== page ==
Singh was the founder-editor of Yojana and served as the editor of the Illustrated Weekly of India, the National Herald and the Hindustan Times. He practised as a lawyer before moving to journalism and writing, eventually authoring as many as 85 books.
(Any opinions expressed here are not those of Thomson Reuters)
Aam Aadmi Party’s Ashutosh might have been a TV news host, but now he talks like an experienced politician. “I am enjoying” being on the other side of the microphone, the former managing editor of Hindi news channel IBN7 told India Insight during an interview in which he discussed his decision to stand for Parliament.
It probably won’t be easy. He is taking on Kapil Sibal, a Congress party veteran and influential government minister. Sibal, a two-time member of the Lok Sabha from central Delhi’s Chandni Chowk constituency, has a knack for landing in controversies. From trying to police social media to trashing a popular upsurge against corrupt politicians in 2011, he often has become a target of public wrath.
Railways Minister Mallikarjun Kharge left train fares and freight rates unchanged on Wednesday, in an interim rail budget ahead of a national election due by May.
It wasn’t really a surprise. In 2012, Dinesh Trivedi was forced to resign as railways minister after his decision to raise passenger fares for the first time in eight years prompted a furious response from his own party — the Trinamool Congress — that was part of the Congress-led coalition government at the time.
Devender Ojha was a student in high school when he created a comic strip about a headmaster who used to turn up to class drunk. The teenager made copies of his work and displayed them in his village in Uttarakhand. It wasn’t long before it got noticed.
“After that, that headmaster was sacked from the school and new headmaster came there,” said Ojha, who is now 24 and has turned his adolescent doodling into a career as a newspaper cartoonist.
With thousands of shops, hundreds of carts, horses, cows, vehicles and an ever-rising number of visitors and shoppers, Delhi’s Chandni Chowk can be a menacing place if you just want to savour a jalebi. But the syrup-drenched, pretzel-like traditional sweet from one of the oldest shopping hubs in India is a mere click away.
A new start-up promises to come to the rescue of many Delhiwallas who want to eat good food from the Mughal-era Walled City, but can’t stand the chaos of what a government portal calls the food capital of India.
Anyone who keeps a radio turned on in India’s National Capital Region knows that election fever has settled on Delhi ahead of the Dec. 4 state polls. The ruling Congress party, main opposition Bharatiya Janata Party (BJP) and newcomer Aam Aadmi Party (AAP) are betting big on radio campaigning — a medium that reaches millions of people across economic classes and backgrounds.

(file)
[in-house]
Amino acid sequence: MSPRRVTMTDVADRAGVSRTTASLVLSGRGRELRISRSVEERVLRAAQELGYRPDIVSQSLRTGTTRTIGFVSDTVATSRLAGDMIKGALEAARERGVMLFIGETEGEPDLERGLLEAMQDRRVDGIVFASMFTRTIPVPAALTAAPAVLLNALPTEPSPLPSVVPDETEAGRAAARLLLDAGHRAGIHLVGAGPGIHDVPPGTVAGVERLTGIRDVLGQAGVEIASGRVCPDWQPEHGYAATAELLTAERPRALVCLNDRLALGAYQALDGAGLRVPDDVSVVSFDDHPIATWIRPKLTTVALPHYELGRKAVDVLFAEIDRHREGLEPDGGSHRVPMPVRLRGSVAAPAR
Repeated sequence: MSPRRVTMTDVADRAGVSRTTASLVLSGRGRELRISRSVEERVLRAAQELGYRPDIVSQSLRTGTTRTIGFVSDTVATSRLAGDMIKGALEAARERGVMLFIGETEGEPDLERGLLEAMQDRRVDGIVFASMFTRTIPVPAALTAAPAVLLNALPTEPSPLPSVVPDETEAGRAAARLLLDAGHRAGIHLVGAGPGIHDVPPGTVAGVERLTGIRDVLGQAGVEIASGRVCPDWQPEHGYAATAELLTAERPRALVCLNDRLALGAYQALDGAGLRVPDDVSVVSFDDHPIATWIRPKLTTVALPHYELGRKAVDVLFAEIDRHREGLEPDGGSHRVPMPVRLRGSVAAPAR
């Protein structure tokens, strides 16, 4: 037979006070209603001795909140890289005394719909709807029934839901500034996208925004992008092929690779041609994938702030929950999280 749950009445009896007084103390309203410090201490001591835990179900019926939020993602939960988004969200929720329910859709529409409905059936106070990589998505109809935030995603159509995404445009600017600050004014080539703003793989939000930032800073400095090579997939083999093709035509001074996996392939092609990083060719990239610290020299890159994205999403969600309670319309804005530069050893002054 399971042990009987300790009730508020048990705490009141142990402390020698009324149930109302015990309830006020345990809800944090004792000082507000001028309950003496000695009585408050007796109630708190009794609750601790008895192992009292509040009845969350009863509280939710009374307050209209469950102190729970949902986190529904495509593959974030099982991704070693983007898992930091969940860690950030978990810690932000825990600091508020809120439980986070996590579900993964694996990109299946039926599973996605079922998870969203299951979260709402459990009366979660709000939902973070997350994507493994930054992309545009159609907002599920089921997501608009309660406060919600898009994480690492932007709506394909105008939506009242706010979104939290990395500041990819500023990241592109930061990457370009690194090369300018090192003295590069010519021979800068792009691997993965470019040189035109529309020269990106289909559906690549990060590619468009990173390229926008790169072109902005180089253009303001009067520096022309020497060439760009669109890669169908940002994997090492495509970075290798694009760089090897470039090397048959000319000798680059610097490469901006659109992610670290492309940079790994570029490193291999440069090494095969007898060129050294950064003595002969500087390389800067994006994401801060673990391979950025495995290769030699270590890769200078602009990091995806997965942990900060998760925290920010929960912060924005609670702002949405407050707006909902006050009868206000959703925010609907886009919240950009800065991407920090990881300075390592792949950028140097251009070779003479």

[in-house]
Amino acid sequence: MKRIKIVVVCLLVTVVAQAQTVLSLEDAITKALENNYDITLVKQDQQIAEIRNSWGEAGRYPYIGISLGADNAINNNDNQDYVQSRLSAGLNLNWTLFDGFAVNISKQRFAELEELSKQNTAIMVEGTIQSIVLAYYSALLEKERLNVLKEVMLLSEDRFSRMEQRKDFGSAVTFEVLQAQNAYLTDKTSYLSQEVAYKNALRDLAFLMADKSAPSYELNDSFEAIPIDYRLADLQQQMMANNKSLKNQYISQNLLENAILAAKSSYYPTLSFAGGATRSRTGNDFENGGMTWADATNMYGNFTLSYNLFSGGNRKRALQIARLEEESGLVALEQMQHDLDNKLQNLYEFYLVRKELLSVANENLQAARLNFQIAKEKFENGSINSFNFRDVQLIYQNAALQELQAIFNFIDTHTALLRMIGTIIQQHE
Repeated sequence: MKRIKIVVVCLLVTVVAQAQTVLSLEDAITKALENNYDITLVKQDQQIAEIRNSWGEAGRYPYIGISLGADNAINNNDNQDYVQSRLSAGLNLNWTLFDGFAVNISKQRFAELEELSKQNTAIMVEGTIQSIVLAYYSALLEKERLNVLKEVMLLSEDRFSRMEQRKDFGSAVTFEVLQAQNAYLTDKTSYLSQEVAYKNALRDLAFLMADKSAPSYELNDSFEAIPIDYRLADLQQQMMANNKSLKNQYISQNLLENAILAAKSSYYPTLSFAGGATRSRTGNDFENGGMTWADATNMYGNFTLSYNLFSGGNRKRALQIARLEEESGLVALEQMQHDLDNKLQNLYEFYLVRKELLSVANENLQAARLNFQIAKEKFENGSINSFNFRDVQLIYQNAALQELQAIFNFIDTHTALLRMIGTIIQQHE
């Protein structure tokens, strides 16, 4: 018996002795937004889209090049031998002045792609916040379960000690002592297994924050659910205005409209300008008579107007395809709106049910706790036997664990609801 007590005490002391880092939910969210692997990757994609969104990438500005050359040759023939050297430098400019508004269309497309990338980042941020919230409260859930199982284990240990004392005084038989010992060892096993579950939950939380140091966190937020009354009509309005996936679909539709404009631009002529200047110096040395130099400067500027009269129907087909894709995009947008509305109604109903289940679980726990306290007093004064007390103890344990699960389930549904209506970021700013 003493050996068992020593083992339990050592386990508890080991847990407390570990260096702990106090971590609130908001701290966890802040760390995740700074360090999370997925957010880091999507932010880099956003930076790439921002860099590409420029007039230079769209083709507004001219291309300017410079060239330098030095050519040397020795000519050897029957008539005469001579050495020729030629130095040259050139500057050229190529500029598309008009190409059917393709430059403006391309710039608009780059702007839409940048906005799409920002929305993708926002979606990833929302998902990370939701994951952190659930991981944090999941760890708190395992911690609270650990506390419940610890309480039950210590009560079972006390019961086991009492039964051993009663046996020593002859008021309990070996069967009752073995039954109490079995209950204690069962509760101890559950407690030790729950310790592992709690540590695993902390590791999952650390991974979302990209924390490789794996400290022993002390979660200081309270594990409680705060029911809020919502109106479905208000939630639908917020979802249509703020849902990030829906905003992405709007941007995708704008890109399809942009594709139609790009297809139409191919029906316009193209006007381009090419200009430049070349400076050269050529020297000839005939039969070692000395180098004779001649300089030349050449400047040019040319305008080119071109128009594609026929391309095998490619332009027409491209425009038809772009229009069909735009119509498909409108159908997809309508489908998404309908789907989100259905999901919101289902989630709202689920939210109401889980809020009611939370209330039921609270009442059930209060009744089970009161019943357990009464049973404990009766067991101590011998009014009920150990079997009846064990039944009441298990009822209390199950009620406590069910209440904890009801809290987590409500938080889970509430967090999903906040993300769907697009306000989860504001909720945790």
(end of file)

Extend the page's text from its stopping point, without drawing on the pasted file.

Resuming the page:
Overall, about 250 million to 500 million rupees ($4 million to $8 million) have been spent on radio advertising in this year’s assembly election in Delhi – at least 200 percent more than during the 2008 state elections, Sunil Kumar of radio consulting firm Big River Radio estimated.
Legendary comic book writer Stan Lee has someone in mind that he would like to popularize as much as his 1960s co-creation “Spider-Man”: “Chakra, the invincible!” said the 90-year-old Lee, his voice booming with the excitement of a freshman working on his first project.
The American comics veteran, who collaborated on the creation of superheroes such as Thor and Iron Man, helped create an Indian superhero in partnership with Graphic India. Chakra will make his debut as an animated feature on Cartoon Network in India later this month.
Best known for his comic book superheroes that have been adapted into big Hollywood movies, veteran American writer Stan Lee is set to make his India debut.
In partnership with Graphic India, Lee has created a TV animation feature called “Chakra – the Invincible.” The teenaged superhero is based in Mumbai and taps into ancient Indian Hindu beliefs to gather his superpowers.
Sharad Devarajan is no stranger to the animation and comic book scene in India. He was responsible for bringing DC Comics, Marvel and the publishing activities of Cartoon Network to the country, and worked with Marvel on an Indian avatar of the Spider-Man in 2004, the first “trans-creation.” Devarajan is also launching a series on Bollywood superhero franchise Krrish.
He heads a U.S.-based digital entertainment company, Liquid Comics, which creates original graphic and animation content for various media. The company’s Indian arm, Graphic India, worked with Stan Lee‘s POW! Entertainment and developed the American cartoonist’s first Indian superhero, Chakra.
India’s Mars Orbiter Mission, the country’s first interplanetary foray, is billed as a pathfinder to test technologies to fly to orbit and communicate from the Red Planet. It follows India’s successful 2008-2009 Chandrayaan-1 moon probe, which discovered water molecules in the lunar soil.
Here are some facts about the project:
One of the objectives is to develop the technologies required for design, planning, management and operations of an interplanetary mission.
The mission aims to explore Mars surface features, morphology, mineralogy and search for methane in the Martian atmosphere using indigenous scientific instruments.
Payloads on the satellite include instruments for studying the atmosphere, particle environment and surface imaging. These include the Lyman Alpha Photometer, a methane sensor, a composition analyser, a camera and an imaging spectrometer.
The Polar Satellite Launch Vehicle will launch the 1,337 kg Mars Orbiter satellite as part of its 25th mission.
The satellite is scheduled to reach the Mars orbit in September 2014 and is designed to circle the Red Planet in an elliptical orbit of 366 km X 80,000 km.
The total cost of the Mars mission is $73 million.
Source: Reuters, Indian Space Research Organisation. More info here